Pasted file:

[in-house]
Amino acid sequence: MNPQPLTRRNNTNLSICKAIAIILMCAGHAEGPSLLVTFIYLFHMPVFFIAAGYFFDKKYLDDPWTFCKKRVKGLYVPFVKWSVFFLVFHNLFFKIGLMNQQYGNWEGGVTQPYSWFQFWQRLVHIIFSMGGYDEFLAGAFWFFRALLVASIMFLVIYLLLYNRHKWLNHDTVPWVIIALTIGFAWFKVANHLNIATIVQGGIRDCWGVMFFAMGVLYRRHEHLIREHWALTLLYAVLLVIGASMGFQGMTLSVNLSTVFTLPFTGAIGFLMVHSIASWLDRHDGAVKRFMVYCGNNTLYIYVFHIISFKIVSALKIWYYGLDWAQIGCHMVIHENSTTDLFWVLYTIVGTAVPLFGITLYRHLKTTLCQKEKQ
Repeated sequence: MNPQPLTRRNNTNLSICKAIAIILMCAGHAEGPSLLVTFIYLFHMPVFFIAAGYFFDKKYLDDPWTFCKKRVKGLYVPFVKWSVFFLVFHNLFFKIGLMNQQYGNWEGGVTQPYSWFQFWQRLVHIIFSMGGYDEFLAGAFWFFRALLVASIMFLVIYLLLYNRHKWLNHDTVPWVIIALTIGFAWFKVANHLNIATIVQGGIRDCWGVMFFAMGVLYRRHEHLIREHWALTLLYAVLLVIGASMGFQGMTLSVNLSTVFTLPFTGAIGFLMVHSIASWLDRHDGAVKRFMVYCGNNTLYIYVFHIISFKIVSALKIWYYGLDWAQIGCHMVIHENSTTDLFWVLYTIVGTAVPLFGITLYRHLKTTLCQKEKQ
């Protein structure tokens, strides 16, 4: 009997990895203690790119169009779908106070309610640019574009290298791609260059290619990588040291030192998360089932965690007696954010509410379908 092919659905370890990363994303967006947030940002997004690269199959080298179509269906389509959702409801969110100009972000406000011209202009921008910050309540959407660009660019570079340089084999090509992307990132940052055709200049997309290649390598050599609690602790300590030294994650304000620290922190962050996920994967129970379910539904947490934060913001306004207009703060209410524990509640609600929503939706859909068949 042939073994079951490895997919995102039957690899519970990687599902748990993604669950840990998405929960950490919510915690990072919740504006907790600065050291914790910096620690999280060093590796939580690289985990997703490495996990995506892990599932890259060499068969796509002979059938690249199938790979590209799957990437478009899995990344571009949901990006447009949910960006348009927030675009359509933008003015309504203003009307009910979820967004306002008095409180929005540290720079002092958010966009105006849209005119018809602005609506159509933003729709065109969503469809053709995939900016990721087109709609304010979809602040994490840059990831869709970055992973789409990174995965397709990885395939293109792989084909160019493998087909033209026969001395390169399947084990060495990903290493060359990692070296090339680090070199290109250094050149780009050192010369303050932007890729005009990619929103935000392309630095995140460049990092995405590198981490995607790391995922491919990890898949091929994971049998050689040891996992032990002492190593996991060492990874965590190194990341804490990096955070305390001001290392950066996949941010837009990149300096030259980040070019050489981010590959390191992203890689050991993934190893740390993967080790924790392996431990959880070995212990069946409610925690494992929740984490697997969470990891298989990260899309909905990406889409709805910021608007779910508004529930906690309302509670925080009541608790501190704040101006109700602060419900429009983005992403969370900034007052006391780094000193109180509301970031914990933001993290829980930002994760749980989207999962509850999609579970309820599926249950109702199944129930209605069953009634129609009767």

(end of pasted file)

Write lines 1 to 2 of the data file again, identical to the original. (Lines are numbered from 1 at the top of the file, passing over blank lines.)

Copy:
[in-house]
Amino acid sequence: MNPQPLTRRNNTNLSICKAIAIILMCAGHAEGPSLLVTFIYLFHMPVFFIAAGYFFDKKYLDDPWTFCKKRVKGLYVPFVKWSVFFLVFHNLFFKIGLMNQQYGNWEGGVTQPYSWFQFWQRLVHIIFSMGGYDEFLAGAFWFFRALLVASIMFLVIYLLLYNRHKWLNHDTVPWVIIALTIGFAWFKVANHLNIATIVQGGIRDCWGVMFFAMGVLYRRHEHLIREHWALTLLYAVLLVIGASMGFQGMTLSVNLSTVFTLPFTGAIGFLMVHSIASWLDRHDGAVKRFMVYCGNNTLYIYVFHIISFKIVSALKIWYYGLDWAQIGCHMVIHENSTTDLFWVLYTIVGTAVPLFGITLYRHLKTTLCQKEKQ